Credit: Photo Iris Paris
“That may be right from your point of view, Barber, but I see it differently!”
So, what IS this Point Of View then? For a writer, it is the voice of the character, what the character sees, hears, smells, tastes, feels and touches in his imagination. He creates the Point of View of the character but often it is part of his own, made up from his own experiences, or pure imagination. For the reader, it is how that Point of View opens up his own imagination. When I read a book I see skies, people, shapes, hear noises, smell a restaurant, taste the wine the character drinks, feel the knock-out or the kiss, or the touch of a compassionate hand, as if I had created the images myself.
Point of View and imagination are inseparably linked, for the writer as well as for the reader. Do they see it with the same images? That’s a mystery. We all know bad smell, awful taste, false sounds, horror sights, hard blows. The film maker interprets the story as he or she sees it, the director stages it how he or she imagines it.
It is one of the most remarkable features of the human being. Each of us lives with a view in our mind that is totally our own, though we can commonly see, hear or feel the same images transmitted onto our Cinerama-visional brain. Cameras, film screens, bill-boards are attempting to broaden their fields, but they seem incapable of matching the almost infinite size of the images our brain can produce at will.
When I get up, I see this Cinerama around me, and millions of other human beings do the same at the same time. Collectively we see the world around us wherever we are, as one of the some 7.000.000.000.000 people on earth. I am just a little spot on earth, seen from space. My goodness, I completely disappear in that sea of people! All those people! How do you feel walking in New York, London, Paris, Rome, Lagos, Johannesburg, New Delhi, Calcutta, Dhaka, Bangkok, Hongkong, Manilla, or Tokyo and Rio?
All those people! To use a cliché, we are like ants in a huge ants heap. It’s true. But the strange fact is that we don’t feel it that way (well, unless you have to live with 7 in a one bedroom apartment). We feel that the world we live in is our own that only we see the way we see it. It is our own from OUR vantage point, how it was shaped through birth, location, education, religion and social environment.
However, our point of view is by no means homogeneous. We think it is because that’s how we are. Then we discover that not all of us have the same point of view. Migration of peoples from one region to another has had a great impact on mixing up point of view. Religion and social background, inluding race, are major influencing factors. If a writer writes a book from his point of view, there will be those who can identify with it and those who cannot. We do not see things the same way, even though as human beings we have the same brain facility. In many ways we are very different, and when we move to totally different areas this poses serious assimilation problems: peoples of the same cultural background group together because of language, customs, religion and social values, and become enclaves of disengagement from the country they fled to, to survive, or were taken to as slaves or contracted as indentured labor.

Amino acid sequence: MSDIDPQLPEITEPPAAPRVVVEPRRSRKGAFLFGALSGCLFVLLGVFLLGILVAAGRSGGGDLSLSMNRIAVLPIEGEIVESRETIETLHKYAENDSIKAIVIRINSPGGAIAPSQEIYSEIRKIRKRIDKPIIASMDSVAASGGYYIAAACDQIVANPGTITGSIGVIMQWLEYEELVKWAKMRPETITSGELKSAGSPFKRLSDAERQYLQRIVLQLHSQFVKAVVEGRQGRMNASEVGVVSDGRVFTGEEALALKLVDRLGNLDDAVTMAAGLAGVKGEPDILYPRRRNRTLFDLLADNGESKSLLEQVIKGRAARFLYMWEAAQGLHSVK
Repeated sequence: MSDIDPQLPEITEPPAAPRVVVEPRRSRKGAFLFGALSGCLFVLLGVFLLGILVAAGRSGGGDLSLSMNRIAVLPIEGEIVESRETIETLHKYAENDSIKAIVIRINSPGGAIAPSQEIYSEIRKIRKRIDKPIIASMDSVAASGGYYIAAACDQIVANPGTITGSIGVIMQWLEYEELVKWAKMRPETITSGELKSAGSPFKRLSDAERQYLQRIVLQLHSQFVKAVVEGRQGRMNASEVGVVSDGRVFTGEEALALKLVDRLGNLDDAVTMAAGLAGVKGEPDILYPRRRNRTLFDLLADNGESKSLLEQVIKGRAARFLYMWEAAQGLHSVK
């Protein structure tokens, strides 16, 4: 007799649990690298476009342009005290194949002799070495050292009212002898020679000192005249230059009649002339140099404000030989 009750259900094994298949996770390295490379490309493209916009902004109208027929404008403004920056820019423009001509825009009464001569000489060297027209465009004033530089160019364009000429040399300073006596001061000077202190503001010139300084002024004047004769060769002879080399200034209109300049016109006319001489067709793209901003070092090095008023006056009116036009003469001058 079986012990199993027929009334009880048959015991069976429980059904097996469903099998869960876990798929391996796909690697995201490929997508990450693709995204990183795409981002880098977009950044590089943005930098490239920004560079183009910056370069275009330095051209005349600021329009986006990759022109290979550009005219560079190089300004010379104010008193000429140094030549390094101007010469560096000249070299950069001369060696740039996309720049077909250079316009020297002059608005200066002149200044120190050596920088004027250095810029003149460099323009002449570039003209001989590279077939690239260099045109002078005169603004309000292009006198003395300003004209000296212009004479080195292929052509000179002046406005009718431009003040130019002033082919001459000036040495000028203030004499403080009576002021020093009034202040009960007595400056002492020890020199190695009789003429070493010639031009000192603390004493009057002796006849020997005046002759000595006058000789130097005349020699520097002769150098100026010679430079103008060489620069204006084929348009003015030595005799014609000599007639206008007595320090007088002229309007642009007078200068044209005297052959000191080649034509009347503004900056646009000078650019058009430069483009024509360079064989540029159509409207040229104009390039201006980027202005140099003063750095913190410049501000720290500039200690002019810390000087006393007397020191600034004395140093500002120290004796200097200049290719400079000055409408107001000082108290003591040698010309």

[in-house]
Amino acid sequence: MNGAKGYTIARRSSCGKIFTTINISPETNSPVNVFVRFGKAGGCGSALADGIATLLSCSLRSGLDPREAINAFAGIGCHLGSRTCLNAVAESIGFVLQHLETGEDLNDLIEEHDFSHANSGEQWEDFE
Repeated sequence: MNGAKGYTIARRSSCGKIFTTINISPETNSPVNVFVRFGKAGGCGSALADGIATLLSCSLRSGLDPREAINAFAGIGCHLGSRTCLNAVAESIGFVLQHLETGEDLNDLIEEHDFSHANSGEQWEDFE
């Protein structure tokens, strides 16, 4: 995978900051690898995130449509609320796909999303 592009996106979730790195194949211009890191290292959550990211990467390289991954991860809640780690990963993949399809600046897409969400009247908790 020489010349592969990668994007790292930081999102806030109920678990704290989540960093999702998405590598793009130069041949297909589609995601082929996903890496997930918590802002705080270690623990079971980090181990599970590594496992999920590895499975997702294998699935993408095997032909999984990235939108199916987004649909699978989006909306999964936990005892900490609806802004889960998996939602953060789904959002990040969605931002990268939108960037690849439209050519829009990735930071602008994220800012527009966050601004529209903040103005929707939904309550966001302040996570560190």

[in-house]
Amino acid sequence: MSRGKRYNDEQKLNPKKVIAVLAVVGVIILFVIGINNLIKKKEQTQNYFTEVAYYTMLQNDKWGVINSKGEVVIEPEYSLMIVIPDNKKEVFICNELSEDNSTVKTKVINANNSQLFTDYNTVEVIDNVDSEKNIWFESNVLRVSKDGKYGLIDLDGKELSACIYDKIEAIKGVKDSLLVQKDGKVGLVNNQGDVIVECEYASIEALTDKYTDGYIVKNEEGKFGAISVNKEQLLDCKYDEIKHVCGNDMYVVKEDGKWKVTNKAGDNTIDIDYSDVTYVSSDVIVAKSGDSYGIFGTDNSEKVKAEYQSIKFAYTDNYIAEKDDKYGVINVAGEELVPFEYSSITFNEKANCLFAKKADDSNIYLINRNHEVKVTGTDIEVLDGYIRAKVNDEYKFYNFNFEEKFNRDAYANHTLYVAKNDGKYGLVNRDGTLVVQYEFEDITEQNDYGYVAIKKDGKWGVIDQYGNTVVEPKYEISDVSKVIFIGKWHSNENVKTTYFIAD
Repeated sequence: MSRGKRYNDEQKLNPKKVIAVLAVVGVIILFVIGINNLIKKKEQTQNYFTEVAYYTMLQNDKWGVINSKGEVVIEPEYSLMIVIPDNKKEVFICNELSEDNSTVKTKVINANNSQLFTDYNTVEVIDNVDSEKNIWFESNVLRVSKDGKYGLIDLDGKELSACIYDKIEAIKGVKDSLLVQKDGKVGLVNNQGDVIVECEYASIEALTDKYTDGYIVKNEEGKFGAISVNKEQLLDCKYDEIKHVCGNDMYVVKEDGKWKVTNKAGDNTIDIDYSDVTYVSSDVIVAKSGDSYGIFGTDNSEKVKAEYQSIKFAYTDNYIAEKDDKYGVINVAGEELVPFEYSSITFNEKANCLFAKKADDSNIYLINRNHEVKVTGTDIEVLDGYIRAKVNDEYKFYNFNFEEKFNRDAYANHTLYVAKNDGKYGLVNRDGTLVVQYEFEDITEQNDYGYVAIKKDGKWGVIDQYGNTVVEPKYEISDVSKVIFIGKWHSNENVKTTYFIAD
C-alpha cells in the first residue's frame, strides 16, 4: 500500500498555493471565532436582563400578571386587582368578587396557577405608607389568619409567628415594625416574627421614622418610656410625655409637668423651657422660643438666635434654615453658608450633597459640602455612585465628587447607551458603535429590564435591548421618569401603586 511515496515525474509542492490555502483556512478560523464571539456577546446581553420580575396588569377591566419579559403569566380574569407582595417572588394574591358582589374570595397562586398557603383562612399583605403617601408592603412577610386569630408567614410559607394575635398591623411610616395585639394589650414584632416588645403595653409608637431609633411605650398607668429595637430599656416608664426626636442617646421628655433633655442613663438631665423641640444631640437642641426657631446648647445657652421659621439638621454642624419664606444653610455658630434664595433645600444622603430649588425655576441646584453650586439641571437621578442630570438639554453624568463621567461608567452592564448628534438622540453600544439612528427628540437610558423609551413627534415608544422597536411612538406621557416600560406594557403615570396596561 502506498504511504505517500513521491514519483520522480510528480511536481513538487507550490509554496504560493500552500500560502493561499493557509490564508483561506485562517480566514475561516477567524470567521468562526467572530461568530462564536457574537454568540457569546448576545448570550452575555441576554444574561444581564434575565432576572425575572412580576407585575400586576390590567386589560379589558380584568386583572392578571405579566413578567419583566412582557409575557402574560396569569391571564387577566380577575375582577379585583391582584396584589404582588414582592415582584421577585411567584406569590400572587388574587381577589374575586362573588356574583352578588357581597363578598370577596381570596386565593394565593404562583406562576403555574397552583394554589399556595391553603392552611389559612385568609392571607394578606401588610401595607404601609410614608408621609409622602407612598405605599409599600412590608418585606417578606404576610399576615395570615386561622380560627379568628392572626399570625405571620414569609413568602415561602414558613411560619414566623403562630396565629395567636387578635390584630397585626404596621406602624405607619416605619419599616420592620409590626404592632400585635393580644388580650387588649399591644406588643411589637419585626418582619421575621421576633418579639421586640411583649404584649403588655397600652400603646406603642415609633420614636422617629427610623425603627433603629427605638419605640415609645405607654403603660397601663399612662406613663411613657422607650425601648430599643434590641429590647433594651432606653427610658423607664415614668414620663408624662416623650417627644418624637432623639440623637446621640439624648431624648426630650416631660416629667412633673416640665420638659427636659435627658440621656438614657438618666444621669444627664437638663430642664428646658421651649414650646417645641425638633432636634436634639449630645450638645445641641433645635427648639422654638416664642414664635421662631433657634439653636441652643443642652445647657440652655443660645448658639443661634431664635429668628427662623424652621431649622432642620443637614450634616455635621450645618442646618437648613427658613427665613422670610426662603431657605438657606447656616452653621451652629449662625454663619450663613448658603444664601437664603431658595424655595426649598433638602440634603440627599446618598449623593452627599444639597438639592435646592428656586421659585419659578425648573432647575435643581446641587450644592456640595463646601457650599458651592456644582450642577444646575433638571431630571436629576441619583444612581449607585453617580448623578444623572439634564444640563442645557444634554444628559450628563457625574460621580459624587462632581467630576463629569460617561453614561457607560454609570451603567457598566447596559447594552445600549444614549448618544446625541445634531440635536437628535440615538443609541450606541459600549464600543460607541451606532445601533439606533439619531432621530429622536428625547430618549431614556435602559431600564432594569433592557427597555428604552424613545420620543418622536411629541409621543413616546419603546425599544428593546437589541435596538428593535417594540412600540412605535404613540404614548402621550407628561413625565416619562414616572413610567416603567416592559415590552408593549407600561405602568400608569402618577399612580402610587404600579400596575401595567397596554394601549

Common laws may force us to adhere to a system of rules drawn up by a collective legislature over time, but does our current point of view, influenced by so many more recent events and group pronouncements, still identify with these rules and their origin? How do we interpret them? These questions are, for example, at the core of current divisions about the configuration of the Supreme Court of the USA. But they also arise in recent racial controversies where opposing views have become so apparent over the last decade. They play a role in juries, jury selection, and judgments; in school councils, student councils and rotary clubs; in labor issues and work places.
How does a writer deal with this? A writer writes for an audience. There are as many different audiences as there are genres (thriller, mystery, romance, etc.). But due to the influx of new societies, these audiences are constantly changing with new influences, new mores, new social values. I am still finding out where mine are. In my job it was pretty clear (almost) how different people are in the Middle East, East and West Africa, India and the Far East compared to Europe or the USA, and how to approach these differences. And this is even measured with a very broad brush. People who have never set foot in these places to understand them or don’t have a mix in their families that gives them a natural enhancement of their point of view will have a hard time to understand these differences. Lesson: broaden your point of view from an early age on and learn from those who did!
To Cecil: You are my biggest regret. When you drove me in your yellow BMW to the Alps near Geneva I knew I loved you dearly. When you slapped me softly on my cheek because I said I wanted to stay with you, you hurt me badly, even though you were right: you were engaged to marry. I had an on-and-off girlfriend but when I met you – and your sweet and funny sister – I knew you were the one. Then you said your father was only a train conductor. So what? For me you were just the most beautiful girl I ever met, and you had this great stamina and presence. OK, my dad was a beer brewer and my mother from nobility. But who cares? You were IT, and it would have been beautiful.
That’s why I wrote Ingrid the Magnificent Viking. Of course, it’s imagination of what could have been. But you are still in my mind. When I met you again at the coffee bar down at your Embassy in Geneva, you seemed less happy than I would have thought, after your marriage. Well, I hope you had a beautiful life with lovely children, as you were the most beautiful girl I ever saw.
You will remember that tape with the Beach Boys, Good Vibrations. You loved that tune so much that I left it in your car.
I was at a diplomatic party in Geneva and they said, “We hear you are going to marry a Norwegian girl. Who is she?” I don’t know who spread the rumor. Maybe my boss did, because he was Norwegian too. He naughtily told you I was “in love” with his secretary, but I was not. We liked each other, but not for life.
I wish I could have said ” Yes, I am going to marry Cecil.” I would have learned to speak Norwegian. It can’t be more difficult than Dutch.